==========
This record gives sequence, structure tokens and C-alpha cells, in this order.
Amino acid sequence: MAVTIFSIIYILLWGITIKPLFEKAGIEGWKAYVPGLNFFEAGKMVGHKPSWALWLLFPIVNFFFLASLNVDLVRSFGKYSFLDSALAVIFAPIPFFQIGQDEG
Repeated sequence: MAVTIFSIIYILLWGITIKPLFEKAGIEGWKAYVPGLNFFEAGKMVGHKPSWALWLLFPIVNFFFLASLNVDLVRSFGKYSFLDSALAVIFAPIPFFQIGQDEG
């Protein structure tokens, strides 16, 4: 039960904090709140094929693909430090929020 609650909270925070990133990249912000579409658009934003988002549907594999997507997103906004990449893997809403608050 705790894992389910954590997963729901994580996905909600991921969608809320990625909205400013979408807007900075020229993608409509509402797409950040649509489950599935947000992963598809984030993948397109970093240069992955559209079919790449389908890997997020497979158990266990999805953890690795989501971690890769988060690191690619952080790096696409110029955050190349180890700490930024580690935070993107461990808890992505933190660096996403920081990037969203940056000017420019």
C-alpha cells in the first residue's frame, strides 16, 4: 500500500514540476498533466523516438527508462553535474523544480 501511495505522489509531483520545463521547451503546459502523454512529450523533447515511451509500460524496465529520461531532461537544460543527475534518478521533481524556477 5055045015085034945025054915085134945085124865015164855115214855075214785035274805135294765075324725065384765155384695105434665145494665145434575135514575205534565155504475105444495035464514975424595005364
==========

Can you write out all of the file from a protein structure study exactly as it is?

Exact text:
This record gives sequence, structure tokens and C-alpha cells, in this order.
Amino acid sequence: MAVTIFSIIYILLWGITIKPLFEKAGIEGWKAYVPGLNFFEAGKMVGHKPSWALWLLFPIVNFFFLASLNVDLVRSFGKYSFLDSALAVIFAPIPFFQIGQDEG
Repeated sequence: MAVTIFSIIYILLWGITIKPLFEKAGIEGWKAYVPGLNFFEAGKMVGHKPSWALWLLFPIVNFFFLASLNVDLVRSFGKYSFLDSALAVIFAPIPFFQIGQDEG
């Protein structure tokens, strides 16, 4: 039960904090709140094929693909430090929020 609650909270925070990133990249912000579409658009934003988002549907594999997507997103906004990449893997809403608050 705790894992389910954590997963729901994580996905909600991921969608809320990625909205400013979408807007900075020229993608409509509402797409950040649509489950599935947000992963598809984030993948397109970093240069992955559209079919790449389908890997997020497979158990266990999805953890690795989501971690890769988060690191690619952080790096696409110029955050190349180890700490930024580690935070993107461990808890992505933190660096996403920081990037969203940056000017420019």
C-alpha cells in the first residue's frame, strides 16, 4: 500500500514540476498533466523516438527508462553535474523544480 501511495505522489509531483520545463521547451503546459502523454512529450523533447515511451509500460524496465529520461531532461537544460543527475534518478521533481524556477 5055045015085034945025054915085134945085124865015164855115214855075214785035274805135294765075324725065384765155384695105434665145494665145434575135514575205534565155504475105444495035464514975424595005364